Let me be clear here: I am totally in favor of divorced and remarried Catholics taking communion. Contraceptive users as well. And gay Catholics of all sorts. Even Protestants and nones when they come to Mass. Everyone who thirsts, let them come to the waters.
But the notion that Pope Francis is distinguishing divorce from gay marriage and contraception so as to placate the conservatives is laughable. Truth be told, the church has or will soon have vastly more complex problems related to sexuality to deal with than these three. For example, does the Pope agree with the Ayatollah of Iran that transgender surgery is a good thing because it cures homosexuality? Can transgender men be admitted to the priesthood? Are seminaries testing to guarantee that men about to be ordained aren’t genetically female? And will Pope Francis mention in his upcoming encyclical on the environment that chemicals seeping into our groundwater are resulting in the births of increasing numbers of intersex infants?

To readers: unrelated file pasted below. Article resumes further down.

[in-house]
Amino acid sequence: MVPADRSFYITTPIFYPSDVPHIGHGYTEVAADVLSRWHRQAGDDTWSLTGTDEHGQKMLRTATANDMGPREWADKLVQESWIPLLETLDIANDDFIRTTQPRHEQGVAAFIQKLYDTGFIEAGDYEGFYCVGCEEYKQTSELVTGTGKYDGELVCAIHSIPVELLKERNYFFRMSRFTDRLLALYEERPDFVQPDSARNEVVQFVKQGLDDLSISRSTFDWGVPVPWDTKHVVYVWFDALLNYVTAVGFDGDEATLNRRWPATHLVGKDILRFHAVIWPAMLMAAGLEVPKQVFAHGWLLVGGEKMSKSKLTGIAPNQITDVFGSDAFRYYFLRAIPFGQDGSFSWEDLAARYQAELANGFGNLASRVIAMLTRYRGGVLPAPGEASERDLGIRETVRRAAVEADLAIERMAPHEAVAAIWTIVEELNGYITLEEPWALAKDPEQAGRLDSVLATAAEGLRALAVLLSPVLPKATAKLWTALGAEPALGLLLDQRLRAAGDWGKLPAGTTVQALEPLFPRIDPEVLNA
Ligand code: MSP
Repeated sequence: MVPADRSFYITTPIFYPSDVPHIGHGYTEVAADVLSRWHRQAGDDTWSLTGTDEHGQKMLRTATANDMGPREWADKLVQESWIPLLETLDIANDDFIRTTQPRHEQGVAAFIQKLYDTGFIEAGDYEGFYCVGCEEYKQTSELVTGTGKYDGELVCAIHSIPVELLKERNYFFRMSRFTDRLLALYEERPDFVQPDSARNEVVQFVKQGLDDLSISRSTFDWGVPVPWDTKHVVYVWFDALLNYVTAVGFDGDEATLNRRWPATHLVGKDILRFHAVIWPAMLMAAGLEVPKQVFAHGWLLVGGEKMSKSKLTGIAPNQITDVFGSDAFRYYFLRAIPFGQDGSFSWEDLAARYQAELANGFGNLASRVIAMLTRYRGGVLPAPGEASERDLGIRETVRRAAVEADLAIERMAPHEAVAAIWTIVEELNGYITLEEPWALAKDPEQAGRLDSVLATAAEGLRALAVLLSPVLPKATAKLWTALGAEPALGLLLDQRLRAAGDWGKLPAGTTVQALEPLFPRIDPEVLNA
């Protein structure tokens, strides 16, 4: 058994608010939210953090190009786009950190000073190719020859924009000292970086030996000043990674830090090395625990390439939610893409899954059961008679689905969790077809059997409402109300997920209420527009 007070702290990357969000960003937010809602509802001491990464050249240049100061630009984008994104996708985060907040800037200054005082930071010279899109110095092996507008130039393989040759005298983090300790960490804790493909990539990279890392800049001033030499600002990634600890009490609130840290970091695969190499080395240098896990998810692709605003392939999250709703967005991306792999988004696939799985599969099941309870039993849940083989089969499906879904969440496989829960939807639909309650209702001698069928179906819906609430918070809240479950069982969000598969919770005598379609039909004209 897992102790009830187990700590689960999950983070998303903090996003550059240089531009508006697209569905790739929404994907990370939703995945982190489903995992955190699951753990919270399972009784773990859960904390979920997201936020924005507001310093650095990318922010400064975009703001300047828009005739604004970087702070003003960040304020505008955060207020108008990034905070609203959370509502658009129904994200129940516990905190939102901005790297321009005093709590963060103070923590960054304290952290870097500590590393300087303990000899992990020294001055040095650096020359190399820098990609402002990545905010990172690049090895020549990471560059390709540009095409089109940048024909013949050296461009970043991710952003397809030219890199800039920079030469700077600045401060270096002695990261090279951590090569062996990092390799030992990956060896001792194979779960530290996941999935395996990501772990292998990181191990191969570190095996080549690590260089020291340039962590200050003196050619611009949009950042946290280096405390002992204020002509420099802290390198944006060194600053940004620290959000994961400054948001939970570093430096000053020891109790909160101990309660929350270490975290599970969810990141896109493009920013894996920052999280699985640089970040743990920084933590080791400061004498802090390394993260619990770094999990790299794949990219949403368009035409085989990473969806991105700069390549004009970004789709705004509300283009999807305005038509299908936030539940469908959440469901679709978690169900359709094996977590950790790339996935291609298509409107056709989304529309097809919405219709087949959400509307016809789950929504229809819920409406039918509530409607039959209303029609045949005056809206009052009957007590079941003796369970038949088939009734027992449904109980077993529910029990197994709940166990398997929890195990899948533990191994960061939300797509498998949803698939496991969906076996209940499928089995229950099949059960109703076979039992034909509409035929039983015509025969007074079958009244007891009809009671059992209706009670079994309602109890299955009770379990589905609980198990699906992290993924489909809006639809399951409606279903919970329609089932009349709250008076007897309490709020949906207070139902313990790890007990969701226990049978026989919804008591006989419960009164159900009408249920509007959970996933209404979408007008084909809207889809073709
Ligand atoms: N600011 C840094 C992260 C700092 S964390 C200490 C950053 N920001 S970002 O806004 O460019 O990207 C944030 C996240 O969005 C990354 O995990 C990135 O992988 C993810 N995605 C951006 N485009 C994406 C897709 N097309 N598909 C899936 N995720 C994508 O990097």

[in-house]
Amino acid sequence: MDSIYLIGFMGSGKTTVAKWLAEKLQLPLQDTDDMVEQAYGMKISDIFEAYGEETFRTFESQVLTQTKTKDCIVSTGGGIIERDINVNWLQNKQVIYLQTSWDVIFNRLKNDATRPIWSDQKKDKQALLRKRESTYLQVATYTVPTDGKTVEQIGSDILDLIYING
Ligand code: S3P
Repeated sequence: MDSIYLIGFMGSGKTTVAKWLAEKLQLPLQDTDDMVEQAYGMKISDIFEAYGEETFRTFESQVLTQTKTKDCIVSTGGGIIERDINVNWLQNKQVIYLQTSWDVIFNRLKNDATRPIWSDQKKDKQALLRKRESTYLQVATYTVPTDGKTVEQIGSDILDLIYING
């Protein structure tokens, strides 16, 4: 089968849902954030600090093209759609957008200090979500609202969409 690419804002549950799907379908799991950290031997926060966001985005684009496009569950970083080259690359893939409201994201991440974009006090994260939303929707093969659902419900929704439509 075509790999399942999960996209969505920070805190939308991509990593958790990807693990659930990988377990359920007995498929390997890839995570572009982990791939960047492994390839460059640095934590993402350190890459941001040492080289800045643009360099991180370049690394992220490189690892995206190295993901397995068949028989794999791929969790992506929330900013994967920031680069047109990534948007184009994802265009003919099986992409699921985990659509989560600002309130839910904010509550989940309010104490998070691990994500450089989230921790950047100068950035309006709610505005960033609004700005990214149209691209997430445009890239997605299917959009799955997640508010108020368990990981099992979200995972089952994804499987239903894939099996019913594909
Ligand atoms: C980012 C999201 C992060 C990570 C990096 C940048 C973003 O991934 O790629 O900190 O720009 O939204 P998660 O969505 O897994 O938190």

Hold onto your hats.
Tags: "Accidental Theologians", Catherine of Siena, Doctors of the C, Elizabeth Dreyer, feminist theology, Hildegard of Bingen, Teresa of Avila, the environment, Therese of Lisieux
The following is a revised version of a review I had published in the National Catholic Reporter within the last month or so. The full NCR doesn’t appear on-line, so I can’t actually find the review, but I’ve heard it appeared there recently. (Since the NCR has been running my reviews, I finally broke down and subscribed so, God willing, I’ll be able to be a bit more accurate when future pieces appear).
ACCIDENTAL THEOLOGIANS: FOUR WOMEN WHO SHAPED CHRISTIANITY: HILDEGARD OF BINGEN, CATHERINE OF SIENA, TERESA OF AVILA, THÉRÈSE OF LISIEUEX.
By Elizabeth A. Dreyer
Franciscan Media, 2014. $15.99.
Initially, I was wary of Elizabeth Dryer’s book, Accidental Theologians. I worried that the title trivialized the contributions of these four significant Catholic women, as if they hadn’t really intended what they’d achieved, or something.